There are a variety of protocols and ways of doing SAT for acclimatisation, varying from sleeping in an altitude 'tent' to solid active sessions in an SAT room.

Equipment and safety

SAT equipment comes in two main forms: individual mask-based systems (which can also power small tents) and altitude rooms or chambers. The mask-based systems can be used passively or when doing active ergo training (such as bike, treadmill or cross-trainer), and the rooms also allow for any ergo sessions as well as boxing, Pilates, strength training and even X-Box games at altitude.

The keys to safely using this type of equipment are;

1) understanding how to effectively use and integrate SAT into a training program

2) using pulse oximetry to monitor each session to ensure safe training zones are kept to. A pulse oximeter is a device that measures blood oxygen concentration and shows how an individual is responding to the altitude session. This is also one of the key points to the effectiveness of altitude training: every person responds differently based on a number of genetic markers, so monitoring is essential.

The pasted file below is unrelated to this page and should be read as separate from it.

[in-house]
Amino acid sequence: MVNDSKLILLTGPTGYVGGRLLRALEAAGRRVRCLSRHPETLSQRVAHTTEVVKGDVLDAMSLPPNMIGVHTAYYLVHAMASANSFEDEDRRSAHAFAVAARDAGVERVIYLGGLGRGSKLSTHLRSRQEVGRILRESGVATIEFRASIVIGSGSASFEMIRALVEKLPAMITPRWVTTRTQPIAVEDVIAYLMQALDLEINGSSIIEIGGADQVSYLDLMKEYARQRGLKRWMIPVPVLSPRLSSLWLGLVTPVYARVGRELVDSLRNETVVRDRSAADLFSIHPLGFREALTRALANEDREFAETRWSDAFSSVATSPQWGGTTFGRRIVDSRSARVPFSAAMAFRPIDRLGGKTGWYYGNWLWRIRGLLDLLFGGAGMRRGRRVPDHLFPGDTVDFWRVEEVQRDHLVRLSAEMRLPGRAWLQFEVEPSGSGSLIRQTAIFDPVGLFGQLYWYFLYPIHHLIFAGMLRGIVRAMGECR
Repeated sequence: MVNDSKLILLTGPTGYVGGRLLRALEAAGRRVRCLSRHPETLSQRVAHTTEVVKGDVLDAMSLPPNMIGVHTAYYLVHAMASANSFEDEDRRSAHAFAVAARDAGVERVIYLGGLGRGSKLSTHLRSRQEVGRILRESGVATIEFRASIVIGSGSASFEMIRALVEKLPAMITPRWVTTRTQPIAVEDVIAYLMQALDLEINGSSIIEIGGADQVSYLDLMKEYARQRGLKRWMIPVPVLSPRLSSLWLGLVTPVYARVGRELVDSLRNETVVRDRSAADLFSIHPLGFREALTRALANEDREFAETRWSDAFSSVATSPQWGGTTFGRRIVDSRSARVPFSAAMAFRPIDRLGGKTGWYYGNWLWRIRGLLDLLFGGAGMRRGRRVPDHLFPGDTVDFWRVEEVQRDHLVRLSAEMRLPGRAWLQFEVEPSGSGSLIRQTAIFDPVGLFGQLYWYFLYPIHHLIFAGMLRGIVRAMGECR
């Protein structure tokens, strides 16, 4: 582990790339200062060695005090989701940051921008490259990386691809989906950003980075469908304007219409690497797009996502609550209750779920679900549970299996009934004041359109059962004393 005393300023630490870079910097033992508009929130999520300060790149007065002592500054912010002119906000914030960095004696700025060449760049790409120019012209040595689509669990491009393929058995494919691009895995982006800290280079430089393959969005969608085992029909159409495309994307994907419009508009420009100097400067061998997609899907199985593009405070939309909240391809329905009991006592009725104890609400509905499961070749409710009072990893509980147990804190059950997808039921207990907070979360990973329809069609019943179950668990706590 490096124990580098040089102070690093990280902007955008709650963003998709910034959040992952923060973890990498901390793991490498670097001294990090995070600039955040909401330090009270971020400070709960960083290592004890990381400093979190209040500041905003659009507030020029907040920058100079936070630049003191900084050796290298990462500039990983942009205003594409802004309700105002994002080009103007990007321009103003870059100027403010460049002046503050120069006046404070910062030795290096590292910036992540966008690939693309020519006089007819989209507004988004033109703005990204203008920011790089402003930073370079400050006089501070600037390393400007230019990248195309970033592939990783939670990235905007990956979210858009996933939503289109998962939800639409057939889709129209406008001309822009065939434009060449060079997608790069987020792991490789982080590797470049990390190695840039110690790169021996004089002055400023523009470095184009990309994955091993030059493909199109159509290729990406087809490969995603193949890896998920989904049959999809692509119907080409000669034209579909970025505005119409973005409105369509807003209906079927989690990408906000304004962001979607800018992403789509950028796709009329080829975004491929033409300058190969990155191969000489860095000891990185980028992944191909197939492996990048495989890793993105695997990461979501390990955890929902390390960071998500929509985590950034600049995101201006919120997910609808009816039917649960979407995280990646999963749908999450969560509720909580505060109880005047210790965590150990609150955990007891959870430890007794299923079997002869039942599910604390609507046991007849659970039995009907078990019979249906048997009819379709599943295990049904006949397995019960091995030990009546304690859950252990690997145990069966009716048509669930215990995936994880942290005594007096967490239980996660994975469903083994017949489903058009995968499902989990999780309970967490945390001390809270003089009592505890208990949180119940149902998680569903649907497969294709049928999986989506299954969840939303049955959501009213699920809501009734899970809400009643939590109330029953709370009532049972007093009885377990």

Fitness Australia-accredited Altitude Instructor courses are available from a number of Registered Training Organisations around the country (Level 1 is accredited for six CECs) and these education/certification courses give the potential instructor sufficient information to begin using SAT as part of their training toolbox. For more information on sourcing altitude training equipment, visit www.habdirect.com.au or locate other distributors using your web search engine.

The next few years will witness increasing exposure and research into the use of Simulated Altitude Training in the fitness and sports industries, as well as into medical rehab for obesity and diabetes management7. Keep an eye out for any developments in this sphere of training and consider whether adding SAT to your clients' exercise options could aid their training, rehabilitation and other health and fitness goals.

Victor Popov
Victor is a sports physiotherapist with over 20 years experience in helping elite athletes reach their potential, and has worked with many World and Olympic champions. He was also a member of the team which looked after the Brisbane Lions during their Premiership years. As the director of Altitude Technology Solutions (ATS), Victor advises many elite athletes, including Shane Watson (cricket), Mark Cavendish and Robbie McEwan (cycling), on altitude integration as well as physical preparation.